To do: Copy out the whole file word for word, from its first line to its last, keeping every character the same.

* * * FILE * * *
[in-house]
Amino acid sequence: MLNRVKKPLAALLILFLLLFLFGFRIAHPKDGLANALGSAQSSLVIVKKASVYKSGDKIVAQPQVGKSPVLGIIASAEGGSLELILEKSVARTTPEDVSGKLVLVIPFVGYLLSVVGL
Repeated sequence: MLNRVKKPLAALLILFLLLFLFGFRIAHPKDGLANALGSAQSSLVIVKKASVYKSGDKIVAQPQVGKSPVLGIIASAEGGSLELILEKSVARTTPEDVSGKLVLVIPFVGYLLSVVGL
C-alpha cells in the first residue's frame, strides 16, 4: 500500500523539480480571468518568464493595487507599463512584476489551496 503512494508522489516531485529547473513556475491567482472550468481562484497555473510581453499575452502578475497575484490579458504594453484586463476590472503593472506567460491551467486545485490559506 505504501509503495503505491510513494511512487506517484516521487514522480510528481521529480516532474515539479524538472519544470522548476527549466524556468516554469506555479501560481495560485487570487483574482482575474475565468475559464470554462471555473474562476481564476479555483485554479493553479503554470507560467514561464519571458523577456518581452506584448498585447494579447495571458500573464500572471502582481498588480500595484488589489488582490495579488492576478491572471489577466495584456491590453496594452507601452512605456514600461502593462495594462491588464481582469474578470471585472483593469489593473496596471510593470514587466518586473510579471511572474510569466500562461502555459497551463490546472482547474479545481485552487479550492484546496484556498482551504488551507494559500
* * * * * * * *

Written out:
[in-house]
Amino acid sequence: MLNRVKKPLAALLILFLLLFLFGFRIAHPKDGLANALGSAQSSLVIVKKASVYKSGDKIVAQPQVGKSPVLGIIASAEGGSLELILEKSVARTTPEDVSGKLVLVIPFVGYLLSVVGL
Repeated sequence: MLNRVKKPLAALLILFLLLFLFGFRIAHPKDGLANALGSAQSSLVIVKKASVYKSGDKIVAQPQVGKSPVLGIIASAEGGSLELILEKSVARTTPEDVSGKLVLVIPFVGYLLSVVGL
C-alpha cells in the first residue's frame, strides 16, 4: 500500500523539480480571468518568464493595487507599463512584476489551496 503512494508522489516531485529547473513556475491567482472550468481562484497555473510581453499575452502578475497575484490579458504594453484586463476590472503593472506567460491551467486545485490559506 505504501509503495503505491510513494511512487506517484516521487514522480510528481521529480516532474515539479524538472519544470522548476527549466524556468516554469506555479501560481495560485487570487483574482482575474475565468475559464470554462471555473474562476481564476479555483485554479493553479503554470507560467514561464519571458523577456518581452506584448498585447494579447495571458500573464500572471502582481498588480500595484488589489488582490495579488492576478491572471489577466495584456491590453496594452507601452512605456514600461502593462495594462491588464481582469474578470471585472483593469489593473496596471510593470514587466518586473510579471511572474510569466500562461502555459497551463490546472482547474479545481485552487479550492484546496484556498482551504488551507494559500